Insecticidal and antimicrobial compounds from Xenorhabdus budapestensis / by Ganpati Jagdale

Entomopathogenic symbiotic bacteria, Xenorhabdus budapestensis

It has been reported that an entomopathogenic nematode, Steinernema bicornutum is effective against western flower thrips, Frankliniella occidentalis (Ebssa et al., 2004) and western corn rootworm, Diabrotica virgifera virgifera (Toepfer et al., 2005).  The infective juveniles of S. bicornutum carry symbiotic bacteria, Xenorhabdus budapestensis in their gut (Lengyel et al., 2005) and use them to kill their insect host. Recently, it has been demonstrated that entomopathogenic bacteria, X. budapestensis can produce several compounds that have bactericidal, fungicidal and insecticidal properties (Boszormenyi et al., 2009; Furgani et al., 2008; Xiao et al., 2012; Yang et al., 2012).  According to Boszormenyi et al (2009), a hexa-peptide, RLRRRX (bicornutin-A) isolated from X. budapestensis was effective against fire blight bacterium, Erwinia amylovora and fungus, Phytophthora nicotianae. Two peptides namely GP-19 and EP-20 from X. budapestensis were effective against Verticillium dahlia and Phytophthora capsici, respectively (Xiao et al., 2012). According to Yang et al (2012), a protein fraction, HIP57 from X. budapestensis showed strong insecticidal activity against wax worm, Galleria mellonella.  Antibiotics produced by X. budapestensis were also effective against mastitis isolates of Staphylococcus aureus, Escherichia coli and Klebsiella pneumoniae


Boeszoermenyi, E., Ersek, T., Fodor, A., Fodor, A.M., Foeldes, L. Sz., Hevesi, M., Hogan, J.S., Katona, Z., Klein, M.G., Kormany, A., Pekar, S., Szentirmai, A., Sztaricskai, F. and Taylor, R.A.J. 2009.   Isolation and activity of Xenorhabdus antimicrobial compounds against the plant pathogens Erwinia amylovora and Phytophthora nicotianae. Journal of Applied Microbiology 107: 746-759.

Ebssa, L., Borgemeister, C. and Poehling, H.M. 2004.  Effects of post-application irrigation and substrate moisture on the efficacy of entomopathogenic nematodes against western flower thrips, Frankliniella occidentalis. Entomologia Experimentalis et Applicata 112: 65-72.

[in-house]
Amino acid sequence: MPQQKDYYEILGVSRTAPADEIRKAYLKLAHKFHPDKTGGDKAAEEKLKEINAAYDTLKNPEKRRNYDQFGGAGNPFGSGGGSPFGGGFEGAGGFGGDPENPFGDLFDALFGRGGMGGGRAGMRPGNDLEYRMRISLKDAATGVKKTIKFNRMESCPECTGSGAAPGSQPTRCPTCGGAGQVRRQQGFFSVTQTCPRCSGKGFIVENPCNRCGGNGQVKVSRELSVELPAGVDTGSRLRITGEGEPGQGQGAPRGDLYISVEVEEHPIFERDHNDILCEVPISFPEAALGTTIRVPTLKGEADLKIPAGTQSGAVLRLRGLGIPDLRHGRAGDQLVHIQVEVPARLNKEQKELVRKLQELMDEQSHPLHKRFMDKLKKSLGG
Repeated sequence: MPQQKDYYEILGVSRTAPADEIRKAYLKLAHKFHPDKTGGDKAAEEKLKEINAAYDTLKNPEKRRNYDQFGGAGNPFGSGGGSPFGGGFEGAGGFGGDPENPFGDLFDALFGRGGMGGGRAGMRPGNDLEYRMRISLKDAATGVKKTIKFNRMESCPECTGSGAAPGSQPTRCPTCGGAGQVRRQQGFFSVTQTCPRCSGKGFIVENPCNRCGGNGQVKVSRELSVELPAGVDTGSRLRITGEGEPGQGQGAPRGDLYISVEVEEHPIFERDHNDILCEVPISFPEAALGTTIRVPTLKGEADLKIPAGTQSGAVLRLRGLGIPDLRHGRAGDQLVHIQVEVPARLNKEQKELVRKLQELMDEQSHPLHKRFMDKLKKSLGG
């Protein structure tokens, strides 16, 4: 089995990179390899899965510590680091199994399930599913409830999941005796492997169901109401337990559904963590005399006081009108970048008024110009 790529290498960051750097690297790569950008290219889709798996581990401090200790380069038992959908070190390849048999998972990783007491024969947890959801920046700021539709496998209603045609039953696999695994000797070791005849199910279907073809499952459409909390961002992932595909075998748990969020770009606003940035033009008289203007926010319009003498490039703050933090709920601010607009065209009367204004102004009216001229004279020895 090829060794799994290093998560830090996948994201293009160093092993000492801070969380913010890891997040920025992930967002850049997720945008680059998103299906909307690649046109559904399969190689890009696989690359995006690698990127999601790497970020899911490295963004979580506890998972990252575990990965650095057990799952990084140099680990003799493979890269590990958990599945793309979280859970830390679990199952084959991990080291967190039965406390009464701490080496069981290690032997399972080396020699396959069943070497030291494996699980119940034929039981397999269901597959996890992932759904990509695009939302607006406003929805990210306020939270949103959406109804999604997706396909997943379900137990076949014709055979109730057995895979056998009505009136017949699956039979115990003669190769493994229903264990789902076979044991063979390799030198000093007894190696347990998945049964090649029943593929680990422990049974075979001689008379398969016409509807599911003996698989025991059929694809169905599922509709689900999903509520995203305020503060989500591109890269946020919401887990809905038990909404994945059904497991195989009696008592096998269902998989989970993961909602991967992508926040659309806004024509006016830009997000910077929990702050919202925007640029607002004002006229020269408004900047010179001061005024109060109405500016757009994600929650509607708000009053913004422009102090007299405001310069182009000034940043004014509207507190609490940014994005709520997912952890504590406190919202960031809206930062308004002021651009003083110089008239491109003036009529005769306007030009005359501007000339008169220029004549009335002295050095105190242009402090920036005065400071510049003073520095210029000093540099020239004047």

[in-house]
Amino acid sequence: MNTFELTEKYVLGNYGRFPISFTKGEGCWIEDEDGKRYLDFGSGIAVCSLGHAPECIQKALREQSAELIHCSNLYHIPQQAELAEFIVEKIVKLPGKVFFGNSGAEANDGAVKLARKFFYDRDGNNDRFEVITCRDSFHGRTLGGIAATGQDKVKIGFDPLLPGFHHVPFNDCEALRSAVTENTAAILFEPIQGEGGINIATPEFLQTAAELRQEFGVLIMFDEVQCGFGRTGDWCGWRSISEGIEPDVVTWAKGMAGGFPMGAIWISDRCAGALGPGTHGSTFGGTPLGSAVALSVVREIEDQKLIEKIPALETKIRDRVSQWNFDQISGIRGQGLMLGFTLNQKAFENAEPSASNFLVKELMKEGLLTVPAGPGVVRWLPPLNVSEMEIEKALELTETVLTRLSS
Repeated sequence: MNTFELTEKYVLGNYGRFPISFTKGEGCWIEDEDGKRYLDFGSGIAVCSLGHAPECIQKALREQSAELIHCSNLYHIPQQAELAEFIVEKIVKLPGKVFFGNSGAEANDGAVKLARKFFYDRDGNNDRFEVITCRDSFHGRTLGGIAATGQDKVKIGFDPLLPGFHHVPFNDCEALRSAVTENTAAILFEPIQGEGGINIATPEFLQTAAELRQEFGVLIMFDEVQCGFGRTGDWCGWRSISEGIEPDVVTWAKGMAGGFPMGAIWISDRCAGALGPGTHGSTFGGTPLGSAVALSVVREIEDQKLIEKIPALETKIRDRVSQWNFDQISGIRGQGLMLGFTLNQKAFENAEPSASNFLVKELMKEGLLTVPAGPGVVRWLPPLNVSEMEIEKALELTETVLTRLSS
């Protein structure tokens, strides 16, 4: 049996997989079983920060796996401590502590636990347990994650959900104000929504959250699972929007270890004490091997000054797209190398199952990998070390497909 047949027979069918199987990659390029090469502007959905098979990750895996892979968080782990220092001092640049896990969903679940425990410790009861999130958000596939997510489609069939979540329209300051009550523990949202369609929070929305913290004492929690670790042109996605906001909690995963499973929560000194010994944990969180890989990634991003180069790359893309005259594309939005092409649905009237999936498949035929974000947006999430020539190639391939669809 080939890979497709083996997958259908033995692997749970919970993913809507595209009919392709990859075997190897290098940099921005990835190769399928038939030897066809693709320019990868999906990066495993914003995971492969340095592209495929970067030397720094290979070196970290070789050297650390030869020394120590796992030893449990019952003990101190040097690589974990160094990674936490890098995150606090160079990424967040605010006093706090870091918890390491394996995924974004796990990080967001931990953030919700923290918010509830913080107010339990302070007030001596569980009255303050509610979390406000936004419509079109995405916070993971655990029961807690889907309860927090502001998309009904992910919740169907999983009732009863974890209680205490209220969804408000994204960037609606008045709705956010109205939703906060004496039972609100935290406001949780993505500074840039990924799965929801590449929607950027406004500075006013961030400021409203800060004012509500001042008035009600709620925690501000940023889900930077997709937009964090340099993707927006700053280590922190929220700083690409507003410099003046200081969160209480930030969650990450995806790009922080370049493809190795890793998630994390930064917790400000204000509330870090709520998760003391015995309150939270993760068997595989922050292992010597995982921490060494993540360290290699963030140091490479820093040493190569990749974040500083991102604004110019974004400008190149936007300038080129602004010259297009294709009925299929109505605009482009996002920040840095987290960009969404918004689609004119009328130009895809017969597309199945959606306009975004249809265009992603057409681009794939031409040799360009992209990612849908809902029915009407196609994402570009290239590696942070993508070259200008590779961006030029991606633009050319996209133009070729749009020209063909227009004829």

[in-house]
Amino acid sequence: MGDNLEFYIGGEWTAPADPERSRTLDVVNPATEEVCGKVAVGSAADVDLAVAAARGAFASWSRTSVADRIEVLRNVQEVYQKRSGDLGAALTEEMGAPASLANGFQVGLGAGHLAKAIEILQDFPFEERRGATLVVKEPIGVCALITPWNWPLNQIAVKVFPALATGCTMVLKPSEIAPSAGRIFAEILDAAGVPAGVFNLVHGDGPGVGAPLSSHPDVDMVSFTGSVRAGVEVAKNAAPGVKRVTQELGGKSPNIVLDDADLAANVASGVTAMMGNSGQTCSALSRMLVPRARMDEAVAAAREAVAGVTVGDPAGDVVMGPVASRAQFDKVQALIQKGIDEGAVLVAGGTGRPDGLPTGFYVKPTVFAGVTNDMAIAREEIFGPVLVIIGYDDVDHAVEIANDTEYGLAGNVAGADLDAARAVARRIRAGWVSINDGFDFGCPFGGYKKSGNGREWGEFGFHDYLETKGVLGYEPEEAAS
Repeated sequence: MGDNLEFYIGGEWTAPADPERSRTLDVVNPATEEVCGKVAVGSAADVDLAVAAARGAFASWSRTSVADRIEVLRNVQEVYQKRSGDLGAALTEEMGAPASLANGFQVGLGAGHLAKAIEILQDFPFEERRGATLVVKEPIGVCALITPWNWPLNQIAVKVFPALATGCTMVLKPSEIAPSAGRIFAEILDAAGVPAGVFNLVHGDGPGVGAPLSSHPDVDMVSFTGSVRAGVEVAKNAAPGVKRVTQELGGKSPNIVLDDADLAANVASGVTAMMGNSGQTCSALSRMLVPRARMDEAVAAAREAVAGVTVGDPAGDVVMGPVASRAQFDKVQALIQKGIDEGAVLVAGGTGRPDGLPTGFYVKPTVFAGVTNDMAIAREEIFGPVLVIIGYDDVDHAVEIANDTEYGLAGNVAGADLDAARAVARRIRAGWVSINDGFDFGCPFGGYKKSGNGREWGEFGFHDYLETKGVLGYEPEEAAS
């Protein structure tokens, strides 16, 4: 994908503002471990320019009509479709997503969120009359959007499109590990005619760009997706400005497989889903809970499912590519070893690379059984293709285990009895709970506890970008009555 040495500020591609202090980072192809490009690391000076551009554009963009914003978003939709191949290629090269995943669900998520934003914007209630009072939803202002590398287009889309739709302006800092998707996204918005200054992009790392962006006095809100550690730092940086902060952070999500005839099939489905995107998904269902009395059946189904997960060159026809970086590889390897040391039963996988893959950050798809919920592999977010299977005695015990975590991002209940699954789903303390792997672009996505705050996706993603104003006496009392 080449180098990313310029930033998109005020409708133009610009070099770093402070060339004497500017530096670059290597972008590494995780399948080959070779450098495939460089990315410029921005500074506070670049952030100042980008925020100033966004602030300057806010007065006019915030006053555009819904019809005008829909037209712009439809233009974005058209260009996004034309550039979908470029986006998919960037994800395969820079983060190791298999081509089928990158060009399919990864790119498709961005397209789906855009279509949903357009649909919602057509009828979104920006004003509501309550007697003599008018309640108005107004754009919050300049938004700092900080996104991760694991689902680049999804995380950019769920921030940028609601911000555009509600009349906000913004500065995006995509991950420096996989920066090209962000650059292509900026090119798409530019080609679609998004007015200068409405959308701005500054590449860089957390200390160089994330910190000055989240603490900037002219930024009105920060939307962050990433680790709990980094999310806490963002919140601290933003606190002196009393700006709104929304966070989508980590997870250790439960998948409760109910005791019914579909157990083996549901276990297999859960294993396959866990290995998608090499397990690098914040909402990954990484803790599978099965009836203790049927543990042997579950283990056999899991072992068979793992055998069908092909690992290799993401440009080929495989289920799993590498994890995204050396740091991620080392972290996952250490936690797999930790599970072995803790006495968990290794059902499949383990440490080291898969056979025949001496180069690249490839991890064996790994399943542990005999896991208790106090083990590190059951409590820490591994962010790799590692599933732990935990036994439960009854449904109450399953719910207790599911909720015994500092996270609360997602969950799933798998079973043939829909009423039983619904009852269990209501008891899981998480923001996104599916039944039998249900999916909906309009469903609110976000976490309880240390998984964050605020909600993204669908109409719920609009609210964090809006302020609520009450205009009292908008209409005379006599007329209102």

Furgani, G., Boeszoermenyi, E., Fodor, A., Mathe-Fodor, A., Forst, S., Hogan, J.S., Katona, Z., Klein, M.G., Stackebrandt, E., Szentirmai, A., Sztaricskai, F. and Wolf, S.L. 2008. Xenorhabdus antibiotics: a comparative analysis and potential utility for controlling mastitis caused by bacteria. Journal of Applied Microbiology 104: 745-758.

Lengyel, K. Lang, E. Fodor, A. Szallas, E. Schumann, P. and Stackebrandt, E. 2005.  Description of four novel species of Xenorhabdus, family Enterobacteriaceae: Xenorhabdus budapestensis sp nov., Xenorhabdus ehlersii sp nov., Xenorhabdus innexi sp nov., and Xenorhabdus szentirmaii sp nov.  Systematic and Applied Microbiology 28: 115-122.

Toepfer, S., Gueldenzoph, C., Ehlers, R.U. and Kuhlmann, U. 2005.  Screening of entomopathogenic nematodes for virulence against the invasive western corn rootworm, Diabrotica virgifera virgifera (Coleoptera: Chrysomelidae) in Europe. Bulletin of Entomological Research 95: 473-482.

Xiao, Y., Meng, F.L., Qiu, D.W. and Yang, X.F. 2012. Two novel antimicrobial peptides purified from the symbiotic bacteria Xenorhabdus budapestensis NMC-10. Peptides 35: 253-260.

Yang, J., Zeng, H.M., Lin, H.F., Yang, X.F., Liu, Z., Guo, L.H., Yuan, J.J. and Qiu, D.W. 2012.  An insecticidal protein from Xenorhabdus budapestensis that results in prophenoloxidase activation in the wax moth, Galleria mellonella.  Journal of Invertebrate Pathology 110: 60-67.